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The Franklin G. Burroughs-Simeon B. Chapin Art Museum opened in 1997 and features a collection of local and southern art (comprised of paintings, sculptures, lithographs, pastels and collages) as well as historical maps and prints. The maps in the collection date from 1608 to the mid-19th century. The museum also offers changing exhibitions throughout the year. The museum, which is accredited by the American Alliance of Museums, is located in a house built by textile magnate Eugene Cannon Springs in 1924.

  • The Franklin G. Burroughs-Simeon B. Chapin Art Museum
  • View from the second floor overwalk inside the entrance of the museum.
Above hangs one of Drew Brophy's surfboards. Directly below is the welcome desk.
  • Visitors admiring Drew Brophy's work with his nine-panel mural "A Life Well Lived" in the background. It began as a mural project for Keen footwear.
  • Slow Exhale by Samantha French. 2018, oil on canvas. A piece of work in The Water's Fine exhibit that includes painting and black-and-white photography.
  • Detail of Slow Exhale by Samantha French.
  • More of Drew Brophy's work located in the Louise and Holmes B. Springs Gallery.

The Franklin G. Burroughs-Simeon B. Chapin Art Museum is Myrtle Beach and the Grand Strand's only art museum. The museum opened its doors in June of 1997 and was conceived some 13 years earlier by a small group of Myrtle Beach visionaries—artists, art patrons, business leaders, cultural enthusiasts and other private citizens. It has stood as a beacon of culture for residents who visit from Horry and Georgetown counties, as well as for thousands of visitors from throughout our state, country and world.

The building itself dates to 1924, when it was built by textile industry mogul Eugene Cannon in the Cabana Section of Myrtle Beach. It was subsequently sold to Col. Elliot White Springs for use by his family and executives of Springs Industries and re-christened Springmaid Villa.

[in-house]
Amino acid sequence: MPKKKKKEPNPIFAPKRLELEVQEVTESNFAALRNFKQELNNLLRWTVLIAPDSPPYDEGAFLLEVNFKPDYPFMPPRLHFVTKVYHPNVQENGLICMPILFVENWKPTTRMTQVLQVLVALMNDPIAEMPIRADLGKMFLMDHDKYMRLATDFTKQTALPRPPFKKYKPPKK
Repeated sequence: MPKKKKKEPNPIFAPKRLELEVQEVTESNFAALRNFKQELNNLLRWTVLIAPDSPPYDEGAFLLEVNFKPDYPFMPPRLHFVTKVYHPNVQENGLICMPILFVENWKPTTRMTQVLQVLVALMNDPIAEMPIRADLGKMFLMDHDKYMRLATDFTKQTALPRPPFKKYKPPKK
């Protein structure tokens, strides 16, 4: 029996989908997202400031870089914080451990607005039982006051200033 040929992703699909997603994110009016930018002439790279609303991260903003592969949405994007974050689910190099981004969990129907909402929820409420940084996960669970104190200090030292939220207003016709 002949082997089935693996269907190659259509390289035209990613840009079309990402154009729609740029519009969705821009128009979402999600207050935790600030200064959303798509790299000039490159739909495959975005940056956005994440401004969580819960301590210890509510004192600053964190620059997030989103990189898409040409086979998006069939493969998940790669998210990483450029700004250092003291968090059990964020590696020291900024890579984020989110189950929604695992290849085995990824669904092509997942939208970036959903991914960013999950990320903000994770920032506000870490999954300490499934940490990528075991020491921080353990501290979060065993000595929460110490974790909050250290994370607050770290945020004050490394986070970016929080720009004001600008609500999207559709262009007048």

Eventually it was scheduled for demolition, but local leaders and the community saved it from destruction in 1975. In 1975, a campaign to save Springmaid Villa began, led initially by Waccamaw Arts and Crafts Guild President Gaye Sanders Fisher. The building’s survival, however, was contingent on its relocation. Relocating the 150-ton structure required two flatbed trucks for three full days, with a team of City employees, utility workers and every member of the Guild working side by side. It was moved eight miles south to the current location on land once owned by the Myrtle Beach Farms Company. In recognition of the land donation, it was re-named for the founders of Myrtle Beach Farms and became the Franklin G. Burroughs-Simeon B. Chapin Art Museum.

The Art Museum offers a variety of exhibitions, changing every three to four months, an extensive permanent collection of regional artwork and historical maps, and a fine arts resource library. The Art Museum maintains four distinct collections of art: The Waccamaw Arts & Crafts Guild Collection, The Bishop Collection of Antique Maps & Historical Prints, The Barbara Burgess & John Dinkelspiel Collection of Southern Art and The Museum Collection of Gifts & Purchases.

In June of 2003 the Museum became free admission for all.

"History." Myrtle Beach Art Museum. Accessed April 5, 2016.

Franklin G. Burroughs-Simeon B. Chapin Art Museum. Discover South Carolina. Accessed September 01, 2018.